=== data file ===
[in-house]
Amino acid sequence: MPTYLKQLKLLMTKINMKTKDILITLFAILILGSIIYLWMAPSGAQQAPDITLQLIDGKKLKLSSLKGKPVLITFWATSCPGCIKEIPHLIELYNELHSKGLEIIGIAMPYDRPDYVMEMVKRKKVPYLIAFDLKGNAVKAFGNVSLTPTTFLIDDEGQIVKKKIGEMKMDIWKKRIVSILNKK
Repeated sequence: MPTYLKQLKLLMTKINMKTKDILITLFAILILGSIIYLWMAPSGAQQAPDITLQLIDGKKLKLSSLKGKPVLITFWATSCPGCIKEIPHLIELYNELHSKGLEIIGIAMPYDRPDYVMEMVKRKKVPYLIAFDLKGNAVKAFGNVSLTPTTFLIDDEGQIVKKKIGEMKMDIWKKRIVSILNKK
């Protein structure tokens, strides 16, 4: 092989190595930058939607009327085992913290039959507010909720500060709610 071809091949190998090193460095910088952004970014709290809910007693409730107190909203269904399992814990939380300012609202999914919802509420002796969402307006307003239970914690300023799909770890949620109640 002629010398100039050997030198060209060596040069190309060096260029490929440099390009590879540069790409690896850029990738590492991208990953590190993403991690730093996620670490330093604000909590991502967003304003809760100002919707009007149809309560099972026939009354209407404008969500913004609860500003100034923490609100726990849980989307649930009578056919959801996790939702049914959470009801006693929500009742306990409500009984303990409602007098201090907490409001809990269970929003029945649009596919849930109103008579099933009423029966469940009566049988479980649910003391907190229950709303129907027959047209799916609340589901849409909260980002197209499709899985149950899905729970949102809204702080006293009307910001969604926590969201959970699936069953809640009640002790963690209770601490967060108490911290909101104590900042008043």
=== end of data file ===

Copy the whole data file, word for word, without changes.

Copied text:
[in-house]
Amino acid sequence: MPTYLKQLKLLMTKINMKTKDILITLFAILILGSIIYLWMAPSGAQQAPDITLQLIDGKKLKLSSLKGKPVLITFWATSCPGCIKEIPHLIELYNELHSKGLEIIGIAMPYDRPDYVMEMVKRKKVPYLIAFDLKGNAVKAFGNVSLTPTTFLIDDEGQIVKKKIGEMKMDIWKKRIVSILNKK
Repeated sequence: MPTYLKQLKLLMTKINMKTKDILITLFAILILGSIIYLWMAPSGAQQAPDITLQLIDGKKLKLSSLKGKPVLITFWATSCPGCIKEIPHLIELYNELHSKGLEIIGIAMPYDRPDYVMEMVKRKKVPYLIAFDLKGNAVKAFGNVSLTPTTFLIDDEGQIVKKKIGEMKMDIWKKRIVSILNKK
């Protein structure tokens, strides 16, 4: 092989190595930058939607009327085992913290039959507010909720500060709610 071809091949190998090193460095910088952004970014709290809910007693409730107190909203269904399992814990939380300012609202999914919802509420002796969402307006307003239970914690300023799909770890949620109640 002629010398100039050997030198060209060596040069190309060096260029490929440099390009590879540069790409690896850029990738590492991208990953590190993403991690730093996620670490330093604000909590991502967003304003809760100002919707009007149809309560099972026939009354209407404008969500913004609860500003100034923490609100726990849980989307649930009578056919959801996790939702049914959470009801006693929500009742306990409500009984303990409602007098201090907490409001809990269970929003029945649009596919849930109103008579099933009423029966469940009566049988479980649910003391907190229950709303129907027959047209799916609340589901849409909260980002197209499709899985149950899905729970949102809204702080006293009307910001969604926590969201959970699936069953809640009640002790963690209770601490967060108490911290909101104590900042008043």